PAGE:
Are you part of the trend?

The web is offering research and insight into what people like to do – so make use of it!

Google Trends and Google Adwords are two of the search giant’s tools any writer can use free of charge to get an idea on what people are interested in, and, if they are savvy, what phrases to use to pick up traffic to their blog or Amazon page.

Google Trends and writers

Google Trends shows you what to look for

Google Trends is your friend

For example, I wrote about the best books for writers when I discovered that this is an area with a wealth of search – and if you believe you have the information to help others on this then why not do so?

Google Trends can tell you what people are searching for regarding writers, along with notes on the news stories at the time. Google Adwords, by contrast, can tell you what terms people are interested in regarding writers.

Of course neither of these are substitute for your own editorial nous but they are good leads to get an idea of what you plan to write about will generate interest. Not every writer needs to know this, but feature writers, those who want their content to be found on the web, or those just looking to get an idea of what topics are of interest to readers.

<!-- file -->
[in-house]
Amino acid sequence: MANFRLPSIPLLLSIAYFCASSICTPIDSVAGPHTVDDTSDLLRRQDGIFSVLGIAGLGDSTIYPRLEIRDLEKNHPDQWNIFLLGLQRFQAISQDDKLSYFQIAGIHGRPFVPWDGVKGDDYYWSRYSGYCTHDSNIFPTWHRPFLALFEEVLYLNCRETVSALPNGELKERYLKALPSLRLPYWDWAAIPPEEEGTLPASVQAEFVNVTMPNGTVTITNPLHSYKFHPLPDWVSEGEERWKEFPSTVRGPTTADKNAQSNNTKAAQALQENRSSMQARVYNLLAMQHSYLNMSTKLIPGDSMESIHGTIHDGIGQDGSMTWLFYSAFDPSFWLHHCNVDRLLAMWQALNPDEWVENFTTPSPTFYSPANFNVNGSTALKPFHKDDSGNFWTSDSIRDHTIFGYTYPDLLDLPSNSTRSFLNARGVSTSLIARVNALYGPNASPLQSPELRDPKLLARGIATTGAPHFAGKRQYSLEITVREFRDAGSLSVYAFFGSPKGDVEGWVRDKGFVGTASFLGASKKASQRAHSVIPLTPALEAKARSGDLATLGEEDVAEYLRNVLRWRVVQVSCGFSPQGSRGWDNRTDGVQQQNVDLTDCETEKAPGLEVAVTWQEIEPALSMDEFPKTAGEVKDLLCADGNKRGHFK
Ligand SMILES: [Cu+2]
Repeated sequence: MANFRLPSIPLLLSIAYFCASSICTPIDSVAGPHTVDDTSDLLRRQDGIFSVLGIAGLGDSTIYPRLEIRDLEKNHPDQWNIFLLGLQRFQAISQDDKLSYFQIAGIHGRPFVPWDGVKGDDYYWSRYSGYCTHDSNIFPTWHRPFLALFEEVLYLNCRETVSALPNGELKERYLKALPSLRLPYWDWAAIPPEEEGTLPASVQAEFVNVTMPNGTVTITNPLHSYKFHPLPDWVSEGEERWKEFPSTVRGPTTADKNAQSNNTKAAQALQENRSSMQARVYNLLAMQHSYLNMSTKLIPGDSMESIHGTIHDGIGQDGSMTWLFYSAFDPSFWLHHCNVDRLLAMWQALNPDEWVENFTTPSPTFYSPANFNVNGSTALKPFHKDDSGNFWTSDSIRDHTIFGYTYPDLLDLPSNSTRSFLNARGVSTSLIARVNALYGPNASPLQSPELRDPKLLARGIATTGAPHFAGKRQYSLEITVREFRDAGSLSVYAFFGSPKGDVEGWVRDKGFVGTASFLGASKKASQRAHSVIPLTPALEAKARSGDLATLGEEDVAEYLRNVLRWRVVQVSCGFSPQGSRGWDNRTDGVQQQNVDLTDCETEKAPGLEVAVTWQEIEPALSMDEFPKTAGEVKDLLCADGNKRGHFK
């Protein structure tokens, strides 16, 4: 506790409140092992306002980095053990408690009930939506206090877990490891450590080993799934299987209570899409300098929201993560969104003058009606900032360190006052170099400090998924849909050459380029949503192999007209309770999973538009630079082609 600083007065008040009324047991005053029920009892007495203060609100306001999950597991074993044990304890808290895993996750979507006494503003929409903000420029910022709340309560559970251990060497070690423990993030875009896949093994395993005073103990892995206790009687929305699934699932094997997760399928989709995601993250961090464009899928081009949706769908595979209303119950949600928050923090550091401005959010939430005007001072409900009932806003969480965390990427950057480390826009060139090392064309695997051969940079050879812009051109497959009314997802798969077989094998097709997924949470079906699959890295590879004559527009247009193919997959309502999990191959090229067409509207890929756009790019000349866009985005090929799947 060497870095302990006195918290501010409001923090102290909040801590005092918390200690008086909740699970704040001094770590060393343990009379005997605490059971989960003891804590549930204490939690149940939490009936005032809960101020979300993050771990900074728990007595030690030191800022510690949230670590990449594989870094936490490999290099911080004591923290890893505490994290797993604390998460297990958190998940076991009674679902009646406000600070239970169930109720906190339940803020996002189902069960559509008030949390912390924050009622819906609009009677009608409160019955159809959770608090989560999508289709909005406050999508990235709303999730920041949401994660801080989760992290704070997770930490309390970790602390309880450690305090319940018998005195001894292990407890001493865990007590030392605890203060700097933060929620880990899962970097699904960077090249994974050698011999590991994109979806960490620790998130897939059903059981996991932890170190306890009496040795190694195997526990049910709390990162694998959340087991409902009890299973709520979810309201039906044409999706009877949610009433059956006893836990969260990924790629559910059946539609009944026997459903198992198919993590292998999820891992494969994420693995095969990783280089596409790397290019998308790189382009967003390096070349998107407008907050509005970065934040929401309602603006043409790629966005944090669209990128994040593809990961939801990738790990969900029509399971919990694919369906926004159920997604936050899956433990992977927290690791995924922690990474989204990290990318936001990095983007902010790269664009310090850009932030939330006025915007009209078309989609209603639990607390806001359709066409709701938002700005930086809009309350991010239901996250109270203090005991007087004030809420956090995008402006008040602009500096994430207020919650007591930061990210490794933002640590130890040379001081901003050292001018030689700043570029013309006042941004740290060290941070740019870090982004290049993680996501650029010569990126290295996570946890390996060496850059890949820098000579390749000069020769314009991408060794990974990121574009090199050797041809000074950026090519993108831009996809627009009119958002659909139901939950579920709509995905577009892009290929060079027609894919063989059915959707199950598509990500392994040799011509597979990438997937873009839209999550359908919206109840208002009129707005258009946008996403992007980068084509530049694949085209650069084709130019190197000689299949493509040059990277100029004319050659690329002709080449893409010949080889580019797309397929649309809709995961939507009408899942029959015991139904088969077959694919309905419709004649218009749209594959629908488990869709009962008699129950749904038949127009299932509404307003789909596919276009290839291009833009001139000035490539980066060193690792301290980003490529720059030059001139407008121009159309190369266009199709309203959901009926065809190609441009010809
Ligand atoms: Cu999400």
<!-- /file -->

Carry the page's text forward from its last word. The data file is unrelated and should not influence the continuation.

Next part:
Features and Google Trends

Feature writers need to sell their stories to their editors and the best way to do so is to have evidence backing up your claim that there is interest in a subject. Google Trends can help you forecast expected surges in popularity.

For example, you want to sell an article about coffee. Looking at Google Trends suggests that coffee is growing in popularity as a term in the UK and so suggests a good avenue to explore. But that is not everything.

Google and editorial judgment

In addition to your editorial sense – checking how other articles on the topic in the magazine have fared, for instance – you can breakdown what it means. Google tells you what are the rising trends and searches in the area, and doing a phrase search in Google Adwords on coffee will show you the terms.

If you specify the category of coffee you are looking for – food and drink, for instance, to exlcude searches for coffeee colour in decorating, for instance – you can get more guidance on what people will want to write about. You can also use these keywords in the article if it is going to appear online as it may boost your search.

This is a very, very brief introduction to how useful Google’s free tools can be to writers. Check out what Wired says on it, and Google is your friend in many ways – a search will reveal that there are many good and comprehensive guides to search and content planning, and feel free to ask questions in the comments.